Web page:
One of the first things we invested in is a 19 litre returnable water container ( around AU$4) which can be refilled for AU$1.80. A nearby store has a swap and go system. I use this water for washing vegetables, cooking and drinking- it lasts for about a week. I am very aware of my plastic consumption while I’m in Bali, and have tucked away all the soft clean plastic to bring back to Australia. Despite the fact that the Australian plastic recycling industry is now in strife, with much of our recycling being added to landfill, the soft stuff is coming home with me: I’m not going to add to Bali’s plastic problem. I take small net bags to the fresh market- the ladies are impressed with these. Like Australia, Bali has banned the single use plastic bag but also like Australia, small plastic bags are still available for fruit and vegetables. Being part of the problem involves being part of the solution.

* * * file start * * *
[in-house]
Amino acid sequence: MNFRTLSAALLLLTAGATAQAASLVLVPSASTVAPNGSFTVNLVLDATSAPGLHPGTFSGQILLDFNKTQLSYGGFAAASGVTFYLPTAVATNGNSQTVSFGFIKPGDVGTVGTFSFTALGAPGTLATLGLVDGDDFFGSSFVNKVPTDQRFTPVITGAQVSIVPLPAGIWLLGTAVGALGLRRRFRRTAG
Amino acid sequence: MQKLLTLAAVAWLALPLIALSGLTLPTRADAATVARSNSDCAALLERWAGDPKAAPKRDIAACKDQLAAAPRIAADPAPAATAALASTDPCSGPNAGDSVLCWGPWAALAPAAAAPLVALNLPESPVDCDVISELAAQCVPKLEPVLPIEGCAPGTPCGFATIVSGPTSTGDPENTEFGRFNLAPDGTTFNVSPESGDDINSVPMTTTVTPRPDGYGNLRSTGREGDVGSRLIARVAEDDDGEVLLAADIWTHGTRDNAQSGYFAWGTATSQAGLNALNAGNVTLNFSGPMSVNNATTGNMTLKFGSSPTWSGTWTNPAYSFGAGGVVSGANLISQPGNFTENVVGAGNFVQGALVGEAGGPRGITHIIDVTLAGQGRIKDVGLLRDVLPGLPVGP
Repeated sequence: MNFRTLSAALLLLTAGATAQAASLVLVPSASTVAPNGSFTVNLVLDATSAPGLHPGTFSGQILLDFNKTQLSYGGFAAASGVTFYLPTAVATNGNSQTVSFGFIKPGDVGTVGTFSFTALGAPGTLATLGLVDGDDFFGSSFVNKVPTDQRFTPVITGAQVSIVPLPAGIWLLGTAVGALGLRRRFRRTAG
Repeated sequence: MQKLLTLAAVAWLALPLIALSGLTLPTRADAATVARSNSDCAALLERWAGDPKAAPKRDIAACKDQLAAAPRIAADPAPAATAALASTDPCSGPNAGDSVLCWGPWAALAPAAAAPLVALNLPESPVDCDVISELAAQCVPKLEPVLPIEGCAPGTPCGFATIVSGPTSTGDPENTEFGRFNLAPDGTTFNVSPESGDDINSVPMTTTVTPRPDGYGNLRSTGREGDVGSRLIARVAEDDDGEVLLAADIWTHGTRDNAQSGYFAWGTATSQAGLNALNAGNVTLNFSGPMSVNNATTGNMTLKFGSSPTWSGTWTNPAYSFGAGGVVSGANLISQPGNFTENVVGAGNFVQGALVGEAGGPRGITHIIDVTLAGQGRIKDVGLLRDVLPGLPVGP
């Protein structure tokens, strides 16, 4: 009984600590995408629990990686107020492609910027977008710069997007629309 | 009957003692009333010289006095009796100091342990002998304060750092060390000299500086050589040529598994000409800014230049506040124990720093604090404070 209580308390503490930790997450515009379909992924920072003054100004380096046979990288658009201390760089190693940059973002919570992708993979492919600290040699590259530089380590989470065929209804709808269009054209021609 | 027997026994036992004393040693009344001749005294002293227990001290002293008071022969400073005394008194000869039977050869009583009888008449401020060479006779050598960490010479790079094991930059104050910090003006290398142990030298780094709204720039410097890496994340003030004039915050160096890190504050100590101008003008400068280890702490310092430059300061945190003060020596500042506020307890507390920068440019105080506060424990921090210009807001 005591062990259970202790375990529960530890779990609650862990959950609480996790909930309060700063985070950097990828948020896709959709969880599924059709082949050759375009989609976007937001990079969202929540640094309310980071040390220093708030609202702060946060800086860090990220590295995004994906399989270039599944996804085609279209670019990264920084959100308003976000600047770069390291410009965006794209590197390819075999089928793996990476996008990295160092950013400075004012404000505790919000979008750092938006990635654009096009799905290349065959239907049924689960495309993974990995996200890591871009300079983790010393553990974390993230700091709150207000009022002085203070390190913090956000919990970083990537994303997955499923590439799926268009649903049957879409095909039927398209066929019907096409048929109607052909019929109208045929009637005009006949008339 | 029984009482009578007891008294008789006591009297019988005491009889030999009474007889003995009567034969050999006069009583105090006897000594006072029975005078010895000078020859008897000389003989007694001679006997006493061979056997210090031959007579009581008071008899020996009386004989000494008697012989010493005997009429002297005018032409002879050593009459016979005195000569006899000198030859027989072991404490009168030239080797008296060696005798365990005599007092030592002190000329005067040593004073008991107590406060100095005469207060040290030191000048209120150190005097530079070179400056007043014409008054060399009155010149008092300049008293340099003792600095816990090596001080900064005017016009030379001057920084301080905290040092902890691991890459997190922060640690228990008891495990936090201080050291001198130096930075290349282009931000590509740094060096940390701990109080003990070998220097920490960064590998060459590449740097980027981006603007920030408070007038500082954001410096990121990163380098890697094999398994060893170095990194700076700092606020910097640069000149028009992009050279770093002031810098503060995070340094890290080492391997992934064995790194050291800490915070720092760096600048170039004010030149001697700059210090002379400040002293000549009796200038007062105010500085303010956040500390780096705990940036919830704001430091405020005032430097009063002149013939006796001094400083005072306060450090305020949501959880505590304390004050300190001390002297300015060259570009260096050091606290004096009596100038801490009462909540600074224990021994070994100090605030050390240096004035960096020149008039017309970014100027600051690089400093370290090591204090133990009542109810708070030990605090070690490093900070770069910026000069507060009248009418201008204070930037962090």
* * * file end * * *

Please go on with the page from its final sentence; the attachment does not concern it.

Thanks Sherry for hosting the monthly event, In My Kitchen. You can find other world kitchens on Sherry’s Pickings, or you can join in, a very supportive way to join a blogging group.
Whosoever offers to me with devotion a leaf, a flower, a fruit or water, that offering of love, of the pure heart I accept.
Krishna tells Arjuna what God expects and requires of an offering in the most famous passage from the Bhagavad Gita, (ix:26)
This passage lies at the heart of the Balinese tradition of preparing offerings : leaves, flowers, fruit and holy water are presented with devotion. Today’s offerings for Galungan, featured in the images below, however, differ in the sense that they are made to the returning spirits of ancestors and are placed in front of family homes in small enclosed palm leaf or bamboo cages.
Wandering the suburban back streets today,I was rather taken with these elaborately decorated cages at the base of each penjor, filled this morning with special banten or offerings. These offerings are more family based and idiosyncratic, with each basket protected from marauding birds and squirrels, so that the little rice cakes and other treats for the dead might survive for the whole of this auspicious day.